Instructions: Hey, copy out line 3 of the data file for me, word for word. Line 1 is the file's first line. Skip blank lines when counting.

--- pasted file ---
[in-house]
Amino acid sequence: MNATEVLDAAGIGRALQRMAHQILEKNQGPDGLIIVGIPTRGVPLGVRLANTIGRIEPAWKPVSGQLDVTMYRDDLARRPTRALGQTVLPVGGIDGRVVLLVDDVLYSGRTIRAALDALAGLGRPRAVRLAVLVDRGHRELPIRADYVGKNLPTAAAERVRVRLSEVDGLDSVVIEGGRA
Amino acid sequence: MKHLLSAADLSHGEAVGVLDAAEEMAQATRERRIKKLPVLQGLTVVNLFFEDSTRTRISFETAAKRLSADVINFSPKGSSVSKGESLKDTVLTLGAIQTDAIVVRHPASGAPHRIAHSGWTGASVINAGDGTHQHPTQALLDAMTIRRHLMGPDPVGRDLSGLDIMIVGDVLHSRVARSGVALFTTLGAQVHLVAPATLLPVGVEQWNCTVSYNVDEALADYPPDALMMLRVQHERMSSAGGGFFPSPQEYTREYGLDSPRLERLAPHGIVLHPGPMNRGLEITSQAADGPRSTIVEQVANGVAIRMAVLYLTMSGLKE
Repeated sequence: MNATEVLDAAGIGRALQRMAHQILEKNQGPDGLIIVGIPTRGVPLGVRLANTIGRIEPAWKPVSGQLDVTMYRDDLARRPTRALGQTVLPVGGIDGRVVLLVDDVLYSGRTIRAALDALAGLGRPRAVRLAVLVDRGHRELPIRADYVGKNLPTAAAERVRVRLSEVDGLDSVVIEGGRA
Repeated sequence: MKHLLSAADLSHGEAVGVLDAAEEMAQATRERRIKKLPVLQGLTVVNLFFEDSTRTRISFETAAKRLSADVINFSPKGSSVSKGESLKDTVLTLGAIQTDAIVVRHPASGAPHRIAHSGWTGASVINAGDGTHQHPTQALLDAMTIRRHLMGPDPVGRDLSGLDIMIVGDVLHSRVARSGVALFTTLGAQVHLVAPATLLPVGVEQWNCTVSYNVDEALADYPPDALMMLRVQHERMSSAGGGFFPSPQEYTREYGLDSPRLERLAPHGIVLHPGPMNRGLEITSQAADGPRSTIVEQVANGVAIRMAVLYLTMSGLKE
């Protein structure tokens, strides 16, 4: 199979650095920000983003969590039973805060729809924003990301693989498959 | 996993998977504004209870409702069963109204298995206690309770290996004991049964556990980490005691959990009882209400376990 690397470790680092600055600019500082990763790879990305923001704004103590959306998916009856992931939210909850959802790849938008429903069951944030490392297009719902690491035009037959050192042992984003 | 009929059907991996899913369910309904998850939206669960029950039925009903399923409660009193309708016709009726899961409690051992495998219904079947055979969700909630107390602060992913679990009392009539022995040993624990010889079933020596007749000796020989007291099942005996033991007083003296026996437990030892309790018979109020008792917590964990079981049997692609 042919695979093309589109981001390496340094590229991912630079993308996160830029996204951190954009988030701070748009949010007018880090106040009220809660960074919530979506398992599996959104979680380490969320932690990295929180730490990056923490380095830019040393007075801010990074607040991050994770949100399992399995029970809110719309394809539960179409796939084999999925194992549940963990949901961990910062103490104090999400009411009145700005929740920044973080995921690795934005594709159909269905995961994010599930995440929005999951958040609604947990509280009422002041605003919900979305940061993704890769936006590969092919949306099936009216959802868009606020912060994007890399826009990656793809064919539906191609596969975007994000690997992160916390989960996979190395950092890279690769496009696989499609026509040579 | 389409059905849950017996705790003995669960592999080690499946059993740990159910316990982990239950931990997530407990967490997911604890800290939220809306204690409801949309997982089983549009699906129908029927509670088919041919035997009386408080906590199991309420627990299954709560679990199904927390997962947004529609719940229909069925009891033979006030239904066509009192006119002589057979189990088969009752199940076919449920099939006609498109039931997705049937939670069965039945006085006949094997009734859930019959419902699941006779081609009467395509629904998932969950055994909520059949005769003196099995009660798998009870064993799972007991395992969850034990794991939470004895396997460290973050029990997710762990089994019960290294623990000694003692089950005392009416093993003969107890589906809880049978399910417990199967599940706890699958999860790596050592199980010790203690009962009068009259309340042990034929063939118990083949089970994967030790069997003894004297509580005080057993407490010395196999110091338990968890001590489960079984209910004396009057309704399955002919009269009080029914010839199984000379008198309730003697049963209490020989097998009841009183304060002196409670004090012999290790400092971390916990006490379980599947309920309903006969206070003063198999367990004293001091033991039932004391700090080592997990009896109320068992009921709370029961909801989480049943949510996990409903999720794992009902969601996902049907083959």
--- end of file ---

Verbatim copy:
Amino acid sequence: MKHLLSAADLSHGEAVGVLDAAEEMAQATRERRIKKLPVLQGLTVVNLFFEDSTRTRISFETAAKRLSADVINFSPKGSSVSKGESLKDTVLTLGAIQTDAIVVRHPASGAPHRIAHSGWTGASVINAGDGTHQHPTQALLDAMTIRRHLMGPDPVGRDLSGLDIMIVGDVLHSRVARSGVALFTTLGAQVHLVAPATLLPVGVEQWNCTVSYNVDEALADYPPDALMMLRVQHERMSSAGGGFFPSPQEYTREYGLDSPRLERLAPHGIVLHPGPMNRGLEITSQAADGPRSTIVEQVANGVAIRMAVLYLTMSGLKE